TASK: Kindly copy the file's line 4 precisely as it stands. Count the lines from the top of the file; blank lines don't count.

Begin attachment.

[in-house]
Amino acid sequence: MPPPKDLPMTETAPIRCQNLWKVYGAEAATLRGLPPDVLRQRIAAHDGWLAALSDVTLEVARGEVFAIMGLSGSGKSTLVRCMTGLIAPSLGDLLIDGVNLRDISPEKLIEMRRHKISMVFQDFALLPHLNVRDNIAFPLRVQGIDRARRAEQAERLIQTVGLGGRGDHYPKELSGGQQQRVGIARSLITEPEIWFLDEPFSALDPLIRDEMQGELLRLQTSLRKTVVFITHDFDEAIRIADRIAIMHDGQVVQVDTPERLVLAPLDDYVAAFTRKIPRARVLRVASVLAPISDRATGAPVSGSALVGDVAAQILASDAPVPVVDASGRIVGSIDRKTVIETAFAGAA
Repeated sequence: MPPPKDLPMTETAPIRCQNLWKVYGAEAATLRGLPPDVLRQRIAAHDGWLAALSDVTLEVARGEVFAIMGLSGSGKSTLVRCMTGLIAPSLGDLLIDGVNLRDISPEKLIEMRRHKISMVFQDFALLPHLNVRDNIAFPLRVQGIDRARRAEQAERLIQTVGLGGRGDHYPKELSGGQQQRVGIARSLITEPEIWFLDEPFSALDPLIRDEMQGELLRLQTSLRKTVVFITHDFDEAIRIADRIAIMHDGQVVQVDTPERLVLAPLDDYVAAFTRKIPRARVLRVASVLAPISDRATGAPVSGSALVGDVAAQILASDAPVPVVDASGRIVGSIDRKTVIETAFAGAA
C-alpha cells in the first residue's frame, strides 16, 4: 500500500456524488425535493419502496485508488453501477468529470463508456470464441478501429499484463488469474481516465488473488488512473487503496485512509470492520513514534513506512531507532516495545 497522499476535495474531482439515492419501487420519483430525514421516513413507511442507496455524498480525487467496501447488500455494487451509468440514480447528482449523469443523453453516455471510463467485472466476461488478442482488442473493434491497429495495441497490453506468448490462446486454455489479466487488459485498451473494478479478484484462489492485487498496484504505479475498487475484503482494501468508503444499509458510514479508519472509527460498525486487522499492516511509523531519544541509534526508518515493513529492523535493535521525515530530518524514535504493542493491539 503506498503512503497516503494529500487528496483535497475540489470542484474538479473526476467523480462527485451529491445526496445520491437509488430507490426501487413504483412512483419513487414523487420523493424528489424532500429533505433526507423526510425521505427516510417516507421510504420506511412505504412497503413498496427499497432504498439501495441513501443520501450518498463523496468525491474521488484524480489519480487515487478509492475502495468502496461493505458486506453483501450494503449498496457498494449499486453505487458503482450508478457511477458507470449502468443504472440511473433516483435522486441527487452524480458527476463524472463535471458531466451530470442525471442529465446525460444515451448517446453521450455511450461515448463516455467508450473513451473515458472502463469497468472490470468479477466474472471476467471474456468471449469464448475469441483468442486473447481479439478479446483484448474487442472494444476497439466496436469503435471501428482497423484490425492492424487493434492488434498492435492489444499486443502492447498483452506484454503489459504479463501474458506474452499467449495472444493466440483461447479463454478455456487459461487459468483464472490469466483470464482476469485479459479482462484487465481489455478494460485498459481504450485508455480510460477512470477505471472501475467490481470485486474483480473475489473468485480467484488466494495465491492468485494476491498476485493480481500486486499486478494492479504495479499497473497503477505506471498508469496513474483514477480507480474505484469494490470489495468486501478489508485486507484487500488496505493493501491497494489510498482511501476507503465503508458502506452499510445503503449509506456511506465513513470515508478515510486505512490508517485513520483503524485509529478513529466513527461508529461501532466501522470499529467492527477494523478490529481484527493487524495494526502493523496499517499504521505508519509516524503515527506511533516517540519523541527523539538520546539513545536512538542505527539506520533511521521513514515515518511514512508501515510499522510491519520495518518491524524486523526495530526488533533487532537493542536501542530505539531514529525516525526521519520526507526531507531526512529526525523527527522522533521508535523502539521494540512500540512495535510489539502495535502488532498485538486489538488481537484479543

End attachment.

C-alpha cells in the first residue's frame, strides 16, 4: 500500500456524488425535493419502496485508488453501477468529470463508456470464441478501429499484463488469474481516465488473488488512473487503496485512509470492520513514534513506512531507532516495545 497522499476535495474531482439515492419501487420519483430525514421516513413507511442507496455524498480525487467496501447488500455494487451509468440514480447528482449523469443523453453516455471510463467485472466476461488478442482488442473493434491497429495495441497490453506468448490462446486454455489479466487488459485498451473494478479478484484462489492485487498496484504505479475498487475484503482494501468508503444499509458510514479508519472509527460498525486487522499492516511509523531519544541509534526508518515493513529492523535493535521525515530530518524514535504493542493491539 503506498503512503497516503494529500487528496483535497475540489470542484474538479473526476467523480462527485451529491445526496445520491437509488430507490426501487413504483412512483419513487414523487420523493424528489424532500429533505433526507423526510425521505427516510417516507421510504420506511412505504412497503413498496427499497432504498439501495441513501443520501450518498463523496468525491474521488484524480489519480487515487478509492475502495468502496461493505458486506453483501450494503449498496457498494449499486453505487458503482450508478457511477458507470449502468443504472440511473433516483435522486441527487452524480458527476463524472463535471458531466451530470442525471442529465446525460444515451448517446453521450455511450461515448463516455467508450473513451473515458472502463469497468472490470468479477466474472471476467471474456468471449469464448475469441483468442486473447481479439478479446483484448474487442472494444476497439466496436469503435471501428482497423484490425492492424487493434492488434498492435492489444499486443502492447498483452506484454503489459504479463501474458506474452499467449495472444493466440483461447479463454478455456487459461487459468483464472490469466483470464482476469485479459479482462484487465481489455478494460485498459481504450485508455480510460477512470477505471472501475467490481470485486474483480473475489473468485480467484488466494495465491492468485494476491498476485493480481500486486499486478494492479504495479499497473497503477505506471498508469496513474483514477480507480474505484469494490470489495468486501478489508485486507484487500488496505493493501491497494489510498482511501476507503465503508458502506452499510445503503449509506456511506465513513470515508478515510486505512490508517485513520483503524485509529478513529466513527461508529461501532466501522470499529467492527477494523478490529481484527493487524495494526502493523496499517499504521505508519509516524503515527506511533516517540519523541527523539538520546539513545536512538542505527539506520533511521521513514515515518511514512508501515510499522510491519520495518518491524524486523526495530526488533533487532537493542536501542530505539531514529525516525526521519520526507526531507531526512529526525523527527522522533521508535523502539521494540512500540512495535510489539502495535502488532498485538486489538488481537484479543